wide meeting on daiiying a .; H ;
stork at Slate Collce under
-p i.'isrnViip of llie Stale Kami Bu
: i .in.
W. J. Grodv
'Villiim Joflnia Grail;., IM retired
farmer and public official of A'b
crtson Township, died at the home
of his daughter, Mrs. Faison Smith
near Holt's Store about noon Thurs
day after an extended period of de
Funeral services will be held
from the home of his daughter at
4 p.m. Saturday. Burial will be in
the fam'ly cemetery. The hev. L. C.
Prater, Universalis! minister, will
officiate, assisted by Rev. N. P.
Farrior, Presbyterian minister of
Pink Hill. Masons will have charge
of burial rites.
A son of the late John and Celia
Uzzell Grady of Duplin County, he
had spent most of his lite at hi.1: old
home in Albertson. He served in
nany public offices, but retired
from public life'in 1938. In 18C6,
he filled his first public office, that
of postmaster at Albertson which
he held for 33 years. He also served
as Justice of the Peace for 12 years
and officiated at many marriages
during that period. He served two
terms on the Board of County
Commissioners, one term as chair
man and served on the County
Board of Education for about 20
years. In -his public, career he siw
construction cf the Duplin court
house and erection of B. F. Grady
He was active in the consolidation
program for Duplin Schools, he was
a member of St. Johns Lodge No.
13A.E.&A.M. at Kenansville.
He was popularly known as "Un
cle Jock" to relatives and friends.
Hp married Kate Ford on April 29,
1894, and she survives with three
daughters, Mrs. D. G. Simmons and
Mrs. Falson Smith of Albertson and
Mrs. II. W. Spence of Kinston; two
sons, C. W. and Paul Grady of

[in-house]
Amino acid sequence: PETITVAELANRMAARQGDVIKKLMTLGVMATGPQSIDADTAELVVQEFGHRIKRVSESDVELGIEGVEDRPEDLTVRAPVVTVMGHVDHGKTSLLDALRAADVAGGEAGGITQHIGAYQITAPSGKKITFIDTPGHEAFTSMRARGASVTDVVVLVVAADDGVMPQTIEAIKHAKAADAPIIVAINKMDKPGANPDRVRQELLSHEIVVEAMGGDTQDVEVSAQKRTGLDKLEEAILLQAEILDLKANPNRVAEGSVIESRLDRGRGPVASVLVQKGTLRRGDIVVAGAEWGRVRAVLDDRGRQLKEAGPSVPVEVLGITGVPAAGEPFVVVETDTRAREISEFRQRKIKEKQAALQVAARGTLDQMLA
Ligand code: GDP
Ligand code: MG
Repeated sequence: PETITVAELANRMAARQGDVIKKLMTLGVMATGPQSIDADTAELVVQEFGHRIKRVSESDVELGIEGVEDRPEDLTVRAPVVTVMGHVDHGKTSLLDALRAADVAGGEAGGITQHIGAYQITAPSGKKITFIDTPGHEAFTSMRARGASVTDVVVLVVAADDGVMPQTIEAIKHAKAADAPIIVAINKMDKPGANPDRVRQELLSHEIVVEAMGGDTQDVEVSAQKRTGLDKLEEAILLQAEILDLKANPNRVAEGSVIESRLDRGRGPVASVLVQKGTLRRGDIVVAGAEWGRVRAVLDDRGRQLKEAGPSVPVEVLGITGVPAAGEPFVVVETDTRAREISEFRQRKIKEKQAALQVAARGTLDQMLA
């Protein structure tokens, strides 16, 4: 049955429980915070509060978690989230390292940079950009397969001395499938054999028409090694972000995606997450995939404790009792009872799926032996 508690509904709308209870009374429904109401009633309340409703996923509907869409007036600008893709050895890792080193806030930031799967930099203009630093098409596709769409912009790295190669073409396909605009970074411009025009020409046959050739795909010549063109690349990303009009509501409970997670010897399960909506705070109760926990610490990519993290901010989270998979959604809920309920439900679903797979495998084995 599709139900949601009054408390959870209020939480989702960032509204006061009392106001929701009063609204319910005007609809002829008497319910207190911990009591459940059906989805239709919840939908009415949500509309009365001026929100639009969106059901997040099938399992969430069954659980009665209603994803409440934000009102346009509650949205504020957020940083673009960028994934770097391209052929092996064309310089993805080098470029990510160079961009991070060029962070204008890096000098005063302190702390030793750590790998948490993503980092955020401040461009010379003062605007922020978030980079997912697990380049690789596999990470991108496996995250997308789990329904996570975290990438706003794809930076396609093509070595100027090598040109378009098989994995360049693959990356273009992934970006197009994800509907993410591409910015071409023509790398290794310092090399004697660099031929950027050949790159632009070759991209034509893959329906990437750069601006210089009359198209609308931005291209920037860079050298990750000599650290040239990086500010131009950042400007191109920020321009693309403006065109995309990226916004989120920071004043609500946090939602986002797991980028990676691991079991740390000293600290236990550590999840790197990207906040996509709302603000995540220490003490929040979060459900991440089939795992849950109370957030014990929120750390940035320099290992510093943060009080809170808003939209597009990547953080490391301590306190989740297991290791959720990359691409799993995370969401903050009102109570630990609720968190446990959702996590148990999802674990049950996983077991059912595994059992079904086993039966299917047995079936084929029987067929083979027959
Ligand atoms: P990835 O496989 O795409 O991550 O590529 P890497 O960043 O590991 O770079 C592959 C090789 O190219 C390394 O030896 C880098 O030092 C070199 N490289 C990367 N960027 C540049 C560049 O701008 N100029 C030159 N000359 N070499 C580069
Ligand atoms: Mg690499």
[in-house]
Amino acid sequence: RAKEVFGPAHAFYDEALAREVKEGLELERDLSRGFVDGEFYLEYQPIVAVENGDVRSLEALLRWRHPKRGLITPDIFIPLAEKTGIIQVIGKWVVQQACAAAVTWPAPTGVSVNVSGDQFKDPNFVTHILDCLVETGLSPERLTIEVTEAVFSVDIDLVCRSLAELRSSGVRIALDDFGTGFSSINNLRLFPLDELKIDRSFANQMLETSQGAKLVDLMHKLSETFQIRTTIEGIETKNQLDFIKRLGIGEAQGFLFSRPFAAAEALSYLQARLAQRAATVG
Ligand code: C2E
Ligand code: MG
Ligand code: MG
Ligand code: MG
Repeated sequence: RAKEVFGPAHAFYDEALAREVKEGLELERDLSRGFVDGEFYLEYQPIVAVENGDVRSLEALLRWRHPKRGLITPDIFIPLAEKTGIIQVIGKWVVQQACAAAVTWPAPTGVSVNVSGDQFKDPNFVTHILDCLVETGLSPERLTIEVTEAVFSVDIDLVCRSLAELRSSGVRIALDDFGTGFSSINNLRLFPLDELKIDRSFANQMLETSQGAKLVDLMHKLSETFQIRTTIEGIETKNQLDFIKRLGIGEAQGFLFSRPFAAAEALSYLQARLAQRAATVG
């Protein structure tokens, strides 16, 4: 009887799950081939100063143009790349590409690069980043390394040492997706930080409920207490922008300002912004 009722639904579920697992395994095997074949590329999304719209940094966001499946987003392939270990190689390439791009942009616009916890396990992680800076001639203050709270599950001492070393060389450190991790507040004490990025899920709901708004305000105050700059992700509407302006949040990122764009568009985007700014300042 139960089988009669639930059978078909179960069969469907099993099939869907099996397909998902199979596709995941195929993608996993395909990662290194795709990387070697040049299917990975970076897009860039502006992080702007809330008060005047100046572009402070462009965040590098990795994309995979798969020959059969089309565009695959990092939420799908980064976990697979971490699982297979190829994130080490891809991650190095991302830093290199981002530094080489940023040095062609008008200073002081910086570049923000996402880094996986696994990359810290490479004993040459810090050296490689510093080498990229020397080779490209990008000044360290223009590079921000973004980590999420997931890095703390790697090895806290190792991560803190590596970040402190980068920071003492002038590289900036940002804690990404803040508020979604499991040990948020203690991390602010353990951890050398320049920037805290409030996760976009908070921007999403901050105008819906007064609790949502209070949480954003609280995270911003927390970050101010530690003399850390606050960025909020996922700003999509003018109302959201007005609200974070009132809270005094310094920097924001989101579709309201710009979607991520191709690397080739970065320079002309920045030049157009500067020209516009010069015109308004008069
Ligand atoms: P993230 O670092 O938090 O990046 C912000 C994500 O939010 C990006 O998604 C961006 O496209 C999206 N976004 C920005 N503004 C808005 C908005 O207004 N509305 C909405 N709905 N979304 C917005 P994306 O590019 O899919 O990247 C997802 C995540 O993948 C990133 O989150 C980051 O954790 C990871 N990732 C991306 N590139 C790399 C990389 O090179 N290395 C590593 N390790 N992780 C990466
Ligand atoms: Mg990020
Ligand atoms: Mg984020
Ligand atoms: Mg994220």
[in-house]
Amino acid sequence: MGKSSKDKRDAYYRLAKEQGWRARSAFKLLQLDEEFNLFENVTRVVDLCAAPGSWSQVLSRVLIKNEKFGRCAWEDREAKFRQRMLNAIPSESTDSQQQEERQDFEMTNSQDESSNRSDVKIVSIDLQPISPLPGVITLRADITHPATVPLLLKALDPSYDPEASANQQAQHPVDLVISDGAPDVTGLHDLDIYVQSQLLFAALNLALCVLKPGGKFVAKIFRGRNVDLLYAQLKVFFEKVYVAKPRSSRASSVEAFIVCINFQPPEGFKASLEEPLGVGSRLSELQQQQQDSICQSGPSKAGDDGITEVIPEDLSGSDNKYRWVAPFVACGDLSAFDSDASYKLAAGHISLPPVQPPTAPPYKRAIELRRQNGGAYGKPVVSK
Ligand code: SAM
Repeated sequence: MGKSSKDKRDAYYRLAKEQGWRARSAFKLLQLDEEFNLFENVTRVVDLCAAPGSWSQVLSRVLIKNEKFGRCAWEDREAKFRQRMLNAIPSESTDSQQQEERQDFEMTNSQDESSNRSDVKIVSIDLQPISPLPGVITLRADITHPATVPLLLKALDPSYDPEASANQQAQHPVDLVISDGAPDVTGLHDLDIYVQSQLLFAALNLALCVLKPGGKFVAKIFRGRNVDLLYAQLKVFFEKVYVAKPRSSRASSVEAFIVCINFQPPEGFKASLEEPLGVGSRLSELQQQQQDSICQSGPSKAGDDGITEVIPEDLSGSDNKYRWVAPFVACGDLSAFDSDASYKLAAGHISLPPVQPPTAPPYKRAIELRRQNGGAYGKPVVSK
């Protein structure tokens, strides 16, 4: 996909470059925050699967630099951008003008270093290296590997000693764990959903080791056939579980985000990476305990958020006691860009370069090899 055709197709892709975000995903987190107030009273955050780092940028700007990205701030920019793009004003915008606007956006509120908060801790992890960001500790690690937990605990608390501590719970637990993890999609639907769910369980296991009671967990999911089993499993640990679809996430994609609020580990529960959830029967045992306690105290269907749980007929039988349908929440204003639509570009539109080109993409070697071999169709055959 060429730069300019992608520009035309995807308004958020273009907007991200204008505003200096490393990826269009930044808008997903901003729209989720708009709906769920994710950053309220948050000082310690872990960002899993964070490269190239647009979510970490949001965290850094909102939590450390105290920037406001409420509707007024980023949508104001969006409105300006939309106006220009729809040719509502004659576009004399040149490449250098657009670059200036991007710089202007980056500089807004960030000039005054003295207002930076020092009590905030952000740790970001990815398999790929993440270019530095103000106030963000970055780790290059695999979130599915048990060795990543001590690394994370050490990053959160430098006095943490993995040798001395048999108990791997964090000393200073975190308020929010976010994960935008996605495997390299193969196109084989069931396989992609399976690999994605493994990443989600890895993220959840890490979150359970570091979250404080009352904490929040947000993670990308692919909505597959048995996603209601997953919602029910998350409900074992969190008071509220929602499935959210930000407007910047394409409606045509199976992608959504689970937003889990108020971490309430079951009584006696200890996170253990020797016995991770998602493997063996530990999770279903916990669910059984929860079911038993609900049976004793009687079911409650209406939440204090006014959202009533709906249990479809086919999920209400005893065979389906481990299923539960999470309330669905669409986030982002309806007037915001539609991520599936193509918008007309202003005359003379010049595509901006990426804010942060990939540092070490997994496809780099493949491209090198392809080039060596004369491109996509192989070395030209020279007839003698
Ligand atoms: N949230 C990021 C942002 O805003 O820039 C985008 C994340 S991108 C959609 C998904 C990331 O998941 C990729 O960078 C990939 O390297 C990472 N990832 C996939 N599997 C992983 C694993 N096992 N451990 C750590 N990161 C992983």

Pink Hill; two sisters, Mrs. G. M.
Maxwell of Seven Springs and Cath
erine Grady of Greensboro; 13
grandchildren and nine great-grand
ing previous experience with the
Wayne County Health Department.
She served as Senior Nurse and
Supervising Nurse for some time in
Rex Hospital, Raleigh; Miss Whitr
field received her training at the
James Walker Memorial Hospital
in Wilmington. She..will make her
home" with the Goodings,
Mt. Olive Road
miles of highway extending from
Mt. Olive to Warsaw.
Work Began Monday, July 25
at both ends of the Job. ,
One ofT the .largest bituminous
mixing plants In the. United States
has been set up two miles south of
Falson on 117. which is the appro
ximate midpoint 6f the construction
work,;ri i-.v; ; virrv..y-: ;.;
The mixing plant is a' maze of
Jiuge' machinery which Is reported
to have been sot up for operation
at a cost of $18,000.'A liquid base
product is piped under the highway
from tanker, cars on a temporary
siding along side the roadway, Here
I' e l'iquid ?s mixed with sand f .
' -, e,.,I I -Wn l"- t ' " !
KENANS VILLE. N ( ) It 1 11
PgP , fl! j f If' J
Melvin Williams, age 6, son of Mr. and Mrs. Lehman Williams of
the B. F. Grady School Community, is the first person to be chosen for
an important role in "The Duplin Story", the historical play to be pre
sented at Kenansville in September. Cast in the part of Clarence Mil
ler, an 18th Century youth of Sarecta, Melvin will be one of hundreds
of Duplin County children taking part in the bicentennial celebration.
Duplin Drys Rally In Kenansville
Sunday, August 14, at 3 p.m. is
the time that has been selected for
the final dry rally in Duplin Coun
ly before the county-wide ABC
election on August 16. This is an
other of the series of county-wide
elections brought forth by the sev
eral local bills passed by the last
session of the State Legislature.
The drys, led by the All ed
Church will meet in Kenansville
in the Kenansville High School Au
Planning Special Edition Next Month
Duplin Times Increases Staff
The Duplin Times announces ad
ditions to its staff in preparation
for ils Bi-Centennial edition sched
uled to appear September 16th.
Also the Times will publish a sou
venir booklet and program for "The
Last week Mrs. Margaret Tucker
of Kenansville joined the Times